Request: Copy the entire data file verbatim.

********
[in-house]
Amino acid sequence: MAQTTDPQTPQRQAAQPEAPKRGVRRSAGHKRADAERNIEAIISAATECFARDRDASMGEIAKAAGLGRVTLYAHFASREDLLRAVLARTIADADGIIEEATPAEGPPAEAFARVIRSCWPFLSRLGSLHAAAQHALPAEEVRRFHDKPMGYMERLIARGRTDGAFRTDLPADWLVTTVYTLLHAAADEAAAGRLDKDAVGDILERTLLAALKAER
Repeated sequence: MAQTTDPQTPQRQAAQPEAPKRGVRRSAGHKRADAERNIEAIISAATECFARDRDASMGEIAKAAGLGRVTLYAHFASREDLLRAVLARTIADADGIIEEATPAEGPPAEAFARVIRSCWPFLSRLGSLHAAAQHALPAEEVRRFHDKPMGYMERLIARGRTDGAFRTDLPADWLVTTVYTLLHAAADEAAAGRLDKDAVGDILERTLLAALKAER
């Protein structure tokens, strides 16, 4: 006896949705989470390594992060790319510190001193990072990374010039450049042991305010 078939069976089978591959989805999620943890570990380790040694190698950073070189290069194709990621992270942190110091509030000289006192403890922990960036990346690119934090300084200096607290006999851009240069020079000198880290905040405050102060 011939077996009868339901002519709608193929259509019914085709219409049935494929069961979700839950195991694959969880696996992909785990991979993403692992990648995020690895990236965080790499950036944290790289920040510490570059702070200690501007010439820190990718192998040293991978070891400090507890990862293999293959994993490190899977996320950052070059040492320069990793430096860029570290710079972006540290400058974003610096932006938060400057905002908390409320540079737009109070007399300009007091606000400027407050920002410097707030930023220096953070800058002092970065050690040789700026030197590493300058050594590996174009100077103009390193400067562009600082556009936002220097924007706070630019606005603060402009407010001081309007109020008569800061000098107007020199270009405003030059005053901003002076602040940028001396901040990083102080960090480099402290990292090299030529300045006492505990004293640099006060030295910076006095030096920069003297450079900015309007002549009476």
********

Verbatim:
[in-house]
Amino acid sequence: MAQTTDPQTPQRQAAQPEAPKRGVRRSAGHKRADAERNIEAIISAATECFARDRDASMGEIAKAAGLGRVTLYAHFASREDLLRAVLARTIADADGIIEEATPAEGPPAEAFARVIRSCWPFLSRLGSLHAAAQHALPAEEVRRFHDKPMGYMERLIARGRTDGAFRTDLPADWLVTTVYTLLHAAADEAAAGRLDKDAVGDILERTLLAALKAER
Repeated sequence: MAQTTDPQTPQRQAAQPEAPKRGVRRSAGHKRADAERNIEAIISAATECFARDRDASMGEIAKAAGLGRVTLYAHFASREDLLRAVLARTIADADGIIEEATPAEGPPAEAFARVIRSCWPFLSRLGSLHAAAQHALPAEEVRRFHDKPMGYMERLIARGRTDGAFRTDLPADWLVTTVYTLLHAAADEAAAGRLDKDAVGDILERTLLAALKAER
């Protein structure tokens, strides 16, 4: 006896949705989470390594992060790319510190001193990072990374010039450049042991305010 078939069976089978591959989805999620943890570990380790040694190698950073070189290069194709990621992270942190110091509030000289006192403890922990960036990346690119934090300084200096607290006999851009240069020079000198880290905040405050102060 011939077996009868339901002519709608193929259509019914085709219409049935494929069961979700839950195991694959969880696996992909785990991979993403692992990648995020690895990236965080790499950036944290790289920040510490570059702070200690501007010439820190990718192998040293991978070891400090507890990862293999293959994993490190899977996320950052070059040492320069990793430096860029570290710079972006540290400058974003610096932006938060400057905002908390409320540079737009109070007399300009007091606000400027407050920002410097707030930023220096953070800058002092970065050690040789700026030197590493300058050594590996174009100077103009390193400067562009600082556009936002220097924007706070630019606005603060402009407010001081309007109020008569800061000098107007020199270009405003030059005053901003002076602040940028001396901040990083102080960090480099402290990292090299030529300045006492505990004293640099006060030295910076006095030096920069003297450079900015309007002549009476």